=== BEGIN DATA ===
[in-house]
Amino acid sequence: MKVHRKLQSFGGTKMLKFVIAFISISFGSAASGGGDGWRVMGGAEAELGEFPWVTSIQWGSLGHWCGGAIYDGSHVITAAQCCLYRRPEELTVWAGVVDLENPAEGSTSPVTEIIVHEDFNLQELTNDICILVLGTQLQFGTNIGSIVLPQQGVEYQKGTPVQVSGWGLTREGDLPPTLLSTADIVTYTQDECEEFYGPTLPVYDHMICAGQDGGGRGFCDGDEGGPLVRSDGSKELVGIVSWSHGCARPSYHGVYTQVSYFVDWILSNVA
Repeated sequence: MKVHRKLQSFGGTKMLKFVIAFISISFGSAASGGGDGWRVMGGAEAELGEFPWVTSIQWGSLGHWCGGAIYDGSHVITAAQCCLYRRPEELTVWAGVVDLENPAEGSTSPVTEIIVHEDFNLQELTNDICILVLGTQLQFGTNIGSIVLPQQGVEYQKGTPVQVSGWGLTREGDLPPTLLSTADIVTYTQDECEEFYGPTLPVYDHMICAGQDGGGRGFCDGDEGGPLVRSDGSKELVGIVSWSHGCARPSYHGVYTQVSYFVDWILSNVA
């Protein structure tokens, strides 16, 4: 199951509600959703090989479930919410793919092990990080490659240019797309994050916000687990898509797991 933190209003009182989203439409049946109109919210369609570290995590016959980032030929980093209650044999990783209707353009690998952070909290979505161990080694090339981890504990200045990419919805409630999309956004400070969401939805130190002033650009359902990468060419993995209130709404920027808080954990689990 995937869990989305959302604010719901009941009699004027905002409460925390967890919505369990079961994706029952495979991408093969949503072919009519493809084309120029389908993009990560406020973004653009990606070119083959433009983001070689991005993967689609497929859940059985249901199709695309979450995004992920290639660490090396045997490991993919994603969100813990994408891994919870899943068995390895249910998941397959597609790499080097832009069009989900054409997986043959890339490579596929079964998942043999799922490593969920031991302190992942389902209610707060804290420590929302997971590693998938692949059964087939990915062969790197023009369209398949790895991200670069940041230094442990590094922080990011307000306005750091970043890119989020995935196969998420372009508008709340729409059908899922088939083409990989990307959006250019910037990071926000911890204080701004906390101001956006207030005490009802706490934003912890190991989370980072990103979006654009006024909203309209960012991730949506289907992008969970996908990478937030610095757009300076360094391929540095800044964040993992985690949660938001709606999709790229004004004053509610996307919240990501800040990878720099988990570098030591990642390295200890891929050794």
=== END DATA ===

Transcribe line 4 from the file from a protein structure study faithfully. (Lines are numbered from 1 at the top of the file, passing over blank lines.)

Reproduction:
């Protein structure tokens, strides 16, 4: 199951509600959703090989479930919410793919092990990080490659240019797309994050916000687990898509797991 933190209003009182989203439409049946109109919210369609570290995590016959980032030929980093209650044999990783209707353009690998952070909290979505161990080694090339981890504990200045990419919805409630999309956004400070969401939805130190002033650009359902990468060419993995209130709404920027808080954990689990 995937869990989305959302604010719901009941009699004027905002409460925390967890919505369990079961994706029952495979991408093969949503072919009519493809084309120029389908993009990560406020973004653009990606070119083959433009983001070689991005993967689609497929859940059985249901199709695309979450995004992920290639660490090396045997490991993919994603969100813990994408891994919870899943068995390895249910998941397959597609790499080097832009069009989900054409997986043959890339490579596929079964998942043999799922490593969920031991302190992942389902209610707060804290420590929302997971590693998938692949059964087939990915062969790197023009369209398949790895991200670069940041230094442990590094922080990011307000306005750091970043890119989020995935196969998420372009508008709340729409059908899922088939083409990989990307959006250019910037990071926000911890204080701004906390101001956006207030005490009802706490934003912890190991989370980072990103979006654009006024909203309209960012991730949506289907992008969970996908990478937030610095757009300076360094391929540095800044964040993992985690949660938001709606999709790229004004004053509610996307919240990501800040990878720099988990570098030591990642390295200890891929050794």